Mystery in West Texas: How did a border patrol agent die? New York Times

POLITICS AND GOVERNMENT

In need of a fix: Santa can't fix these problems with California's state government, writes columnist George Skelton. Los Angeles Times

On the horizon: California's legal pot market opens for business on Jan. 1. The day will be a milestone, but what exactly will happen then and, especially, in the weeks and months to come is unclear. Associated Press

Plus: Unions have caught a whiff of a rare opportunity to organize a whole new set of workers as recreational marijuana becomes legal in California. Associated Press

A fine mess: The honeymoon could soon be over between Los Angeles and the trash companies picked to carry out the city’s huge new recycling program. Los Angeles Times

Allegations’ effect: “A national reckoning on sexual harassment that got its start in Hollywood is now upending Democratic politics throughout the nation's most populous state.Politico

CRIME AND COURTS

Stepping in: The U.S. Secret Service has taken over the investigation of a gift-wrapped package of manure sent to the Bel-Air home of U.S. Treasury Secretary Steven T. Mnuchin. Los Angeles Times

Plus: The man who apparently left the manure speaks out. The Birmingham News

Sad story: A California Highway Patrol officer was killed on Christmas Eve when a suspected drunk driver crashed his car into the officer’s patrol vehicle, which was parked on the side of Interstate 880 in Hayward, CHP officials said. Los Angeles Times

Very interesting: Of the six major-party candidates for governor, five — all four Democrats and one of two Republicans — say they are against the death penalty, a position in line with just under half the state’s voters, based on recent election results, and current Gov. Jerry Brown.” San Francisco Chronicle

CALIFORNIA CULTURE

Starting today: Santa Anita faces a season of change that may make or break the 83-year-old track. Los Angeles Times

Resourceful: Here’s what to do with your old Christmas tree in L.A. County. KPCC

If you drink … : A new law that takes effect Jan. 1 may not only let everyone join in on the fun, but it’ll also mean more money for the bubbly: Under Assembly Bill 711, alcohol manufacturers and licensed sellers can offer free or discounted rides to transport drinkers home safely through ride-sharing services, taxicabs or other ride providers. Sacramento Bee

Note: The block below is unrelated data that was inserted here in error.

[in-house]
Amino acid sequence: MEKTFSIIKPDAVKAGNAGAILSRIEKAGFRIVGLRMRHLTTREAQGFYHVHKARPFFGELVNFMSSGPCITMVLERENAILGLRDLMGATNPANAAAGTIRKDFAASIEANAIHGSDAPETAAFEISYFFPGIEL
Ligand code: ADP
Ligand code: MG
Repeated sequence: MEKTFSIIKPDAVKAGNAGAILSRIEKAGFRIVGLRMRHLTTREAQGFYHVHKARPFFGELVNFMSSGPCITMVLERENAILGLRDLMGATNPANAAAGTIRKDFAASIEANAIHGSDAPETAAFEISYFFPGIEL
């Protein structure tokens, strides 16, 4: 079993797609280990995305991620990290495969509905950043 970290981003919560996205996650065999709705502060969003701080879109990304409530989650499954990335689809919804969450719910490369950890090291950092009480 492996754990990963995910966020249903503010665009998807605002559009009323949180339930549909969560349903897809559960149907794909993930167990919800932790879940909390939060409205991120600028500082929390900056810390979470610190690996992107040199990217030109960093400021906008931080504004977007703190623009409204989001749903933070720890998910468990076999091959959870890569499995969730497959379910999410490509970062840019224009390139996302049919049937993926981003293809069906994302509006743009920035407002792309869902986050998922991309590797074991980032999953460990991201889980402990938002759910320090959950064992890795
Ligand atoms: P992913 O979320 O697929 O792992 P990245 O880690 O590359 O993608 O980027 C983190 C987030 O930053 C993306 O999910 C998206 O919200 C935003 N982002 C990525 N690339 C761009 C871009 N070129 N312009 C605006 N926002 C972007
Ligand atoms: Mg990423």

A resurgence: The Roxie Theater in San Francisco, once fading to black, is now thriving. San Francisco Chronicle

#TBT: Read here about the last time it snowed in Los Angeles. Curbed LA

CALIFORNIA ALMANAC

Los Angeles area: Partly cloudy, 68, Tuesday. Sunny, 72, Wednesday. San Diego: Partly cloudy, 63, Tuesday. Sunny, 68, Wednesday. San Francisco area: Sunny, 56, Tuesday. Partly cloudy, 57, Wednesday. Sacramento: Sunny, 62, Tuesday. Sunny, 61, Wednesday. More weather is here.

AND FINALLY

Today’s California memory comes from Merlin Dorfman:

“In the summer of 1960, between my junior and senior years of college in Massachusetts, my father was planning to go to an electronics conference in Los Angeles. It was decided that my mother, the older of my sisters, and I would go on a three-week tour of the West with my father, while the other sister would go to camp. We flew from Boston to Chicago in a brand-new 707 jet, then to Denver in a propellor-driven DC-7. We rented a car and drove to Rocky Mountain and Yellowstone National Parks, to Salt Lake City, the Grand Canyon, and Phoenix. At that point my parents drove to Los Angeles while my sister and I flew to San Francisco, to be met and hosted by old family friends. They took us to the usual San Francisco tourist spots as well as other Bay Area sights like Stanford. After the conference in Los Angeles was over, we flew there to join up with our parents for a few days of sightseeing. Friends in L.A. took me to see ‘Psycho,’ and I had nightmares for weeks. Those three weeks convinced me that the West was for me. After graduation I got a job in the Bay Area and have been there ever since except for seven years in Denver in the ’70s, and I have no intention of leaving.”

If you have a memory or story about the Golden State, share it with us. Send us an email to let us know what you love or fondly remember about our state. (Please keep your story to 100 words.)

Please let us know what we can do to make this newsletter more useful to you. Send comments, complaints and ideas to Benjamin Oreskes and Shelby Grad. Also follow them on Twitter @boreskes and @shelbygrad.